Building a Thermoelectric Sensor to Measure
IR Sky Transparency for Cloud, Cirrus and Dust Detection, at Night
This style of cloud detector was invented by Lou Boyd, of Fairborn Observatory in Arizona. He came up with the idea of running a Peltier device, backwards, to measure the sky temperature. The thermolectric (Peltier device) based cloud detector consists of two aluminum plates sandwiching the thermoelectric device inside.
The device functions as a night time cloud detector, because it generates a a measurable voltage, when there is a temperature variation
across it's two aluminum plated sides.
To detect clouds, one plate is positioned facing the night sky, while the other plate faces the ground.
Infrared radiation from the ground warms the ground facing side of the detector, while the opposite sky facing side either sees a warm, clouded sky, or a cold clear one.
On clear nights, a warm ground, and a cold, cloudless sky, produce a voltage on the device because the two plates have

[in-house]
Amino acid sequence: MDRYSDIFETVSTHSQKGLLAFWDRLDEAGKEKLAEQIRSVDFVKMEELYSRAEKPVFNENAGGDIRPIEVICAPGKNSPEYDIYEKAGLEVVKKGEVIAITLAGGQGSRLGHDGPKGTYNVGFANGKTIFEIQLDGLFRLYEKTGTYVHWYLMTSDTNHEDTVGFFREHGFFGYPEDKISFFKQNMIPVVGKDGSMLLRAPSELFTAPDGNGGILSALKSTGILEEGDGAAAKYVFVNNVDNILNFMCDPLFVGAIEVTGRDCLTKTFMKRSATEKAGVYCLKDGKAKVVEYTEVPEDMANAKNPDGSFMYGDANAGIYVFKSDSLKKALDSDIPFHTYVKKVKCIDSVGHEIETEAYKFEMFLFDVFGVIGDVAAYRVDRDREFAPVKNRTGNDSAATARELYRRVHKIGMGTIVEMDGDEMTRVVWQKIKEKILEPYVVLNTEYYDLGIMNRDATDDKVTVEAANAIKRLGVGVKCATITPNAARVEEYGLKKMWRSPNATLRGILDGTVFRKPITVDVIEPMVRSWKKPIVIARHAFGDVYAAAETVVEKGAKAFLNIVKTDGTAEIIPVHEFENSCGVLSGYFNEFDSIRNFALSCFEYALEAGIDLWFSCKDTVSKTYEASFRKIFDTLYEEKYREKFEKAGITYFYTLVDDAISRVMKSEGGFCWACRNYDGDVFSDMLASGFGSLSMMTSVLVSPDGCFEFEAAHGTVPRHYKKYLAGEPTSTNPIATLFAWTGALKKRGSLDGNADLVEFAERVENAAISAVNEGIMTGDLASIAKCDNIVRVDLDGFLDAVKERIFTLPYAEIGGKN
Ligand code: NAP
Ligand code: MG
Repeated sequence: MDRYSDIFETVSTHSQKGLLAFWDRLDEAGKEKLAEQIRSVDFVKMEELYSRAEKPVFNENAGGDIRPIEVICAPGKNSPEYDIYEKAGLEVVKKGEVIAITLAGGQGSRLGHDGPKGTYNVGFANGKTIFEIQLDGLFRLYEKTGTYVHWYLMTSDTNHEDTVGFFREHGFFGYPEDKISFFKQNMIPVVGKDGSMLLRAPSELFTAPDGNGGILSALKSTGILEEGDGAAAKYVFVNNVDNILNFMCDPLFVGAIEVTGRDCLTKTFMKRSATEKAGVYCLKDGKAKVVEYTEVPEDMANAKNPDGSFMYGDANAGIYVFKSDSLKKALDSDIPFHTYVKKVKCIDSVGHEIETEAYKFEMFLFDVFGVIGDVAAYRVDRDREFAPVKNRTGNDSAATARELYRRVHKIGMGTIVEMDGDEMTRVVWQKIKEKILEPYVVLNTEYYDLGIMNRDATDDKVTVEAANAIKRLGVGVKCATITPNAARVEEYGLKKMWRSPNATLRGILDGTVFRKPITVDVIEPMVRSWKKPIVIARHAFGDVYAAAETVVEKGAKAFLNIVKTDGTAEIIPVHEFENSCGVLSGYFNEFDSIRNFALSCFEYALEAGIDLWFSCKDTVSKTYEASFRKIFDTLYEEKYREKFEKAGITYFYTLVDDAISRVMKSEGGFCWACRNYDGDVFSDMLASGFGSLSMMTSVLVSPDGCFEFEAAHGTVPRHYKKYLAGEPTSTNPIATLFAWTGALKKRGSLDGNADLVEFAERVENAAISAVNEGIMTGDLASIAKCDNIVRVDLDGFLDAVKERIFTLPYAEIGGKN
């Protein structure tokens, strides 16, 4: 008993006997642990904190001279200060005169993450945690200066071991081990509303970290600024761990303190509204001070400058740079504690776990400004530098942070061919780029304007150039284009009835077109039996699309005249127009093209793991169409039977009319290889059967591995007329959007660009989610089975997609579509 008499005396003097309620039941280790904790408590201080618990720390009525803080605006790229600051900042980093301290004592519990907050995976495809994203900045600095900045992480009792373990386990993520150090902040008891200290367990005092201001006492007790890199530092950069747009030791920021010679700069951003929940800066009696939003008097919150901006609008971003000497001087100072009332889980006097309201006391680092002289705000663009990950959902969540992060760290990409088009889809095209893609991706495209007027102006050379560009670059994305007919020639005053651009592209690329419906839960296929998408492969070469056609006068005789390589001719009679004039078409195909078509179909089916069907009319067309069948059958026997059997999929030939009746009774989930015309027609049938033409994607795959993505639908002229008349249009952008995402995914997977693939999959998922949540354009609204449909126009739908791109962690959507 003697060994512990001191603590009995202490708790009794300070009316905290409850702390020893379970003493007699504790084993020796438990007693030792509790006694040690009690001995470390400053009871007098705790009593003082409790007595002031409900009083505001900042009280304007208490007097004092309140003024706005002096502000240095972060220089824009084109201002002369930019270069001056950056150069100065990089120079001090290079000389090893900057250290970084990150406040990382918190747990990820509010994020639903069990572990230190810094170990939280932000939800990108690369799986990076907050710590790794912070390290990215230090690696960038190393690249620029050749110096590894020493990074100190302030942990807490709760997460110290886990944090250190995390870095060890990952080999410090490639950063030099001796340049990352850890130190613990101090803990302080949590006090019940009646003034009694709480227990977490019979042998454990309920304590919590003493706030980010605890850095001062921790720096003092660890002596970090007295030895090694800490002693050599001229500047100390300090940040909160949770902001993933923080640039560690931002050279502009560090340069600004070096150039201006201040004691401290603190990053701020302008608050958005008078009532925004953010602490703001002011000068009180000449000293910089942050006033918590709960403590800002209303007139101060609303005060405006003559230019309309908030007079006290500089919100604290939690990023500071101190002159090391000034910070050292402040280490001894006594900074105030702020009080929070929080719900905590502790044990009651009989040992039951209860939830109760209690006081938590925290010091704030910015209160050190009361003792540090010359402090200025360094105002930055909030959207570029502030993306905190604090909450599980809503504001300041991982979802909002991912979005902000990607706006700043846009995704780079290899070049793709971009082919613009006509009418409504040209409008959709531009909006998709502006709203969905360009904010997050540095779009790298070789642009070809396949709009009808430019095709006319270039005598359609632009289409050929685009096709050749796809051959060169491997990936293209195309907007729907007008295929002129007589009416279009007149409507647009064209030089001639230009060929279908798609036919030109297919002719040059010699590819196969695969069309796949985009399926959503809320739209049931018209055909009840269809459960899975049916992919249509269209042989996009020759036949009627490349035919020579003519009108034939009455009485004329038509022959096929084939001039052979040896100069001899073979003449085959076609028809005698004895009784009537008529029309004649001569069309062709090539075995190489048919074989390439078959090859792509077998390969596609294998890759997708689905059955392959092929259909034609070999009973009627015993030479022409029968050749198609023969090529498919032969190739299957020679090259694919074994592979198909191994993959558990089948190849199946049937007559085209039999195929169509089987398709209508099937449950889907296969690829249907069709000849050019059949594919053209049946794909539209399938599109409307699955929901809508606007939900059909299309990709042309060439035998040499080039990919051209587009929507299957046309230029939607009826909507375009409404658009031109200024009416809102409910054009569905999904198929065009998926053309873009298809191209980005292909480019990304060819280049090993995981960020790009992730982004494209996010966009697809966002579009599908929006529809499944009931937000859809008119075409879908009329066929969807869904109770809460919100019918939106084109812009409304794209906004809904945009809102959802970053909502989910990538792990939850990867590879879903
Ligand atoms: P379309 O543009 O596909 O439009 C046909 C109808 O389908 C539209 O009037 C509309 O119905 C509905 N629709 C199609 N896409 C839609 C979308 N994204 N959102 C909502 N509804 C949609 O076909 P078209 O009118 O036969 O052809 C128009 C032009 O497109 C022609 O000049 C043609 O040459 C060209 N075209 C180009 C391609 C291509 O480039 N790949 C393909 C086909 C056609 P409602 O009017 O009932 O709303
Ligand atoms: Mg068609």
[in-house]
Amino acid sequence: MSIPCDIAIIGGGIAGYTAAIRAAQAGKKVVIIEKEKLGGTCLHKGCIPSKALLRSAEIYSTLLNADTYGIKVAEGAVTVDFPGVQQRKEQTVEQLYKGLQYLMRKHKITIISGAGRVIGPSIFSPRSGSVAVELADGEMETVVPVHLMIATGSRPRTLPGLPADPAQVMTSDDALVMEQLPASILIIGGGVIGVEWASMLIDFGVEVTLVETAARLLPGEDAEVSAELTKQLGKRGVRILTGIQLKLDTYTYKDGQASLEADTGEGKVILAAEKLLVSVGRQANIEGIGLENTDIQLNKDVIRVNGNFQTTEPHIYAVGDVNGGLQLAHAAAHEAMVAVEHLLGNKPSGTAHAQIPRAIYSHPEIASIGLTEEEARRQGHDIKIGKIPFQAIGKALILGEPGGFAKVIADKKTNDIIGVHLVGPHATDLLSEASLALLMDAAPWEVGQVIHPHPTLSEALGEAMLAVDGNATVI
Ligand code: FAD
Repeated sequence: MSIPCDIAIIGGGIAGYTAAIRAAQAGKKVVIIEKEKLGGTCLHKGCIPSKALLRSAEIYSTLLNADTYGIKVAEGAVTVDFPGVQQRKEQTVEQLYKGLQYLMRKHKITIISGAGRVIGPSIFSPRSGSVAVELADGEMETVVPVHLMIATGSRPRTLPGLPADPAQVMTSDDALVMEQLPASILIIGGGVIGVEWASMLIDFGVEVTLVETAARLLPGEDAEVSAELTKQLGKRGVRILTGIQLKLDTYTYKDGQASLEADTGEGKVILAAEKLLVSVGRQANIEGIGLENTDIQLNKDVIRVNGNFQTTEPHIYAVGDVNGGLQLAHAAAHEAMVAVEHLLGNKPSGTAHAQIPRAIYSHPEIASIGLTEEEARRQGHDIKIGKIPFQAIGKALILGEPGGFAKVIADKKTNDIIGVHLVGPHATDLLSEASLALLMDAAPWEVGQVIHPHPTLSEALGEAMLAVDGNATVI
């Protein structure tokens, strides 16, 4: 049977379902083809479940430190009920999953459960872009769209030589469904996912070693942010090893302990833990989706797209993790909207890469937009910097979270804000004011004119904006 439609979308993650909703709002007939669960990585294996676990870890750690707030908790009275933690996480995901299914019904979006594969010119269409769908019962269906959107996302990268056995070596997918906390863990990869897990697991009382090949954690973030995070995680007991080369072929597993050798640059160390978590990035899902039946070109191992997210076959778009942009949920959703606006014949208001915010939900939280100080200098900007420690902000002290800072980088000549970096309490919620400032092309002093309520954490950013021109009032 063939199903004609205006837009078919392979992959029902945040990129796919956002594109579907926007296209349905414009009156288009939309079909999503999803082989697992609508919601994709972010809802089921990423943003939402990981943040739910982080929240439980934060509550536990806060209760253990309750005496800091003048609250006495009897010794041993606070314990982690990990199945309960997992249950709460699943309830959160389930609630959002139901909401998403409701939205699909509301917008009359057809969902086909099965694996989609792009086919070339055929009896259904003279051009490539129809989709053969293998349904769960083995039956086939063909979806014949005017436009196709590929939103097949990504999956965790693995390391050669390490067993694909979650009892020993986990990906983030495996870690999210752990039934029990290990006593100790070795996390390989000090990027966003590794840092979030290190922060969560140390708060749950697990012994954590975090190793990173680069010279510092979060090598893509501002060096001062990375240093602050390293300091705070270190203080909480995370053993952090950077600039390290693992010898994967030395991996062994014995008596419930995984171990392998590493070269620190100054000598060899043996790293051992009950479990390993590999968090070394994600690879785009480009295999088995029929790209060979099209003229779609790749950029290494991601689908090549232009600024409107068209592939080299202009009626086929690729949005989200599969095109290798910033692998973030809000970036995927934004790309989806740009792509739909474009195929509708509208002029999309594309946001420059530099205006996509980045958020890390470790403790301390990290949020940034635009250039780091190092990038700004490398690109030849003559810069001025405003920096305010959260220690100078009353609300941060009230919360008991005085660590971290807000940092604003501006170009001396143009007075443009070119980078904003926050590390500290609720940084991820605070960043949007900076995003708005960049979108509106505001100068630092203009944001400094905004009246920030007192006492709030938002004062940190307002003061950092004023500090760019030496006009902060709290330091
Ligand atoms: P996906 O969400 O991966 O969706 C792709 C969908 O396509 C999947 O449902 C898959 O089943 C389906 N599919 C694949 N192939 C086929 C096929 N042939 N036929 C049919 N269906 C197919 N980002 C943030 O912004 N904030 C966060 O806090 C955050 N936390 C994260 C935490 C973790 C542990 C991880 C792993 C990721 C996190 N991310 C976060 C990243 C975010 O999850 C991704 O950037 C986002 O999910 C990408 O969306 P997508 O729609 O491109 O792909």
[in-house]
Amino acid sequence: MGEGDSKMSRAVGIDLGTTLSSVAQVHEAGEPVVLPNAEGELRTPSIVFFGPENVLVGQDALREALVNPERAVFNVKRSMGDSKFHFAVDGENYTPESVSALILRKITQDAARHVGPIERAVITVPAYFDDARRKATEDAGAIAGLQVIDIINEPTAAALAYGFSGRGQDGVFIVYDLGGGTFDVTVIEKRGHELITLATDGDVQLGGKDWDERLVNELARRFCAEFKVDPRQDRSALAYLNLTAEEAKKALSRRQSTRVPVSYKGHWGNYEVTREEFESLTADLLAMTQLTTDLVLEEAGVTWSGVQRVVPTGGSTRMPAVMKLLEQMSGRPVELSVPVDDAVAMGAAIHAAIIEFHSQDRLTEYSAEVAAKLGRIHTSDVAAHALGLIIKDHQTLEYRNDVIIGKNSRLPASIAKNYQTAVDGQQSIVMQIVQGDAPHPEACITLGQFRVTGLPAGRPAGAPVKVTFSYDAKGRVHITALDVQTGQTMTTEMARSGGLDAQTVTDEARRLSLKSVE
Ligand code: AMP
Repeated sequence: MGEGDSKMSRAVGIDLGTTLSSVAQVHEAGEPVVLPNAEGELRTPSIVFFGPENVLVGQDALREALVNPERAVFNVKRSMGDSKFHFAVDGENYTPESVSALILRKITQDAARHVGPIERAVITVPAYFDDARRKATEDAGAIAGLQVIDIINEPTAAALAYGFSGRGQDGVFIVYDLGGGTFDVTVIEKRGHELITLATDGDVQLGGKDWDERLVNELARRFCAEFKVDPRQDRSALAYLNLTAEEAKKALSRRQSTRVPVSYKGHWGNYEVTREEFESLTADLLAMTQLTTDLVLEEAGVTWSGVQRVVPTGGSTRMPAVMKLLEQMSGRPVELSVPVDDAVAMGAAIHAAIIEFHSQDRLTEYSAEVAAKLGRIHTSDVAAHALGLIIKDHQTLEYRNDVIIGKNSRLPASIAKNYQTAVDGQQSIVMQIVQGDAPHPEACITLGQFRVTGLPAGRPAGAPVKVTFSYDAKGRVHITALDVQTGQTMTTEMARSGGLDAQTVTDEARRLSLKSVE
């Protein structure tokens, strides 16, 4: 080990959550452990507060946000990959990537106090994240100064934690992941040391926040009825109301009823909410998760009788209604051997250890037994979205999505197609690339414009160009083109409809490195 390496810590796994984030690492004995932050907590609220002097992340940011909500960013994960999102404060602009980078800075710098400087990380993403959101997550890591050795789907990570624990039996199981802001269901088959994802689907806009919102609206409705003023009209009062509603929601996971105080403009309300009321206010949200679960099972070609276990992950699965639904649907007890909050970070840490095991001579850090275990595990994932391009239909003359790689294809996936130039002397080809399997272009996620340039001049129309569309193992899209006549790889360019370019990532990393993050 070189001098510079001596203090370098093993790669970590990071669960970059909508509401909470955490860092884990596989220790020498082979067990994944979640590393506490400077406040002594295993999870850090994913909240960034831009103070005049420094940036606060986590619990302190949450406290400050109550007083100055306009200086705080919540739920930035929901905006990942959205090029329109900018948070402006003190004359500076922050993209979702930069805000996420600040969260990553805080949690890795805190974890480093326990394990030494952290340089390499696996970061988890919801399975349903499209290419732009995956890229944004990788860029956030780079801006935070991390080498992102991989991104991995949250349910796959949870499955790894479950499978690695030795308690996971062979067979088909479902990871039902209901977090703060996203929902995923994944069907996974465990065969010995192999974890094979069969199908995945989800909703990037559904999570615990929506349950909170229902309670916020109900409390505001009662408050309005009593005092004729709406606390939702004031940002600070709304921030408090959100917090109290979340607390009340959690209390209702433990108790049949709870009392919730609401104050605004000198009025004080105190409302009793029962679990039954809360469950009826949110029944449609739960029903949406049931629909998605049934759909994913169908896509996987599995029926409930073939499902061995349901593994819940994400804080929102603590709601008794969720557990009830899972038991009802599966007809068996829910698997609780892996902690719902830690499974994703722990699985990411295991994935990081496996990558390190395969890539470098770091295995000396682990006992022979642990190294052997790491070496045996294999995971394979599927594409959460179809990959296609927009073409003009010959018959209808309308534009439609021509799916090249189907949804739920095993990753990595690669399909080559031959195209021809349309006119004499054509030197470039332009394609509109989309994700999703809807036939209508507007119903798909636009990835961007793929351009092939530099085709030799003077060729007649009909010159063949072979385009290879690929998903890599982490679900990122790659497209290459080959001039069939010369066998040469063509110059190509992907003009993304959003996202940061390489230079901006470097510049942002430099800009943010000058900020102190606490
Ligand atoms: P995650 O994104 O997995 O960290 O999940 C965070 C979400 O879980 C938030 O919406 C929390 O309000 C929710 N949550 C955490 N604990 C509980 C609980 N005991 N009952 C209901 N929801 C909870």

different ambient temperatures.
Under tests, sun shining directly on the cloud detector produced around 60 millivolts of voltage potential.
Other test results follow:
100% cloudy night = - 0.56 mv
075% cloudy night = - 1.13 mv
050% cloudy night = - 1.14 mv
025% cloudy night = - 1.40 mv
000% cloudy night = - 1.50 mv
Soaking wet detector -1.45 mv
When clouds roll in, the sky temperature increases due to the clouds emission of infrared radiation, causing the temperature
variance between the two sides of the detector to decease. In other words, clouds can be detected at night because their
presence causes a voltage decrease in comparison to the detectors voltage output during clear skies.
In order to monitor these voltage variations, the cloud detector's voltages are turned into digital pulses, which are sent to a computer
through a serial line. A python program will monitor the pulses and generate a graphical report of the current and recent cloud trends.
The report will be available on the network for web based cloud monitoring at night.
Building the circuitry to turn the voltages into pulses, and the microcontroller to turn the pulses into ascii for transmission
to the receiving computer is the next phase.
The computer will run a Python program to read the ascii from the microcontroller on the cloud detector end of the serial line.
Once the values are operated on a log file will be generated and the data set up to be read by the mountain network,
so that telescope operators can view the current cloud conditions from the web.
Kitt Peak National Observatory
Observing Support Office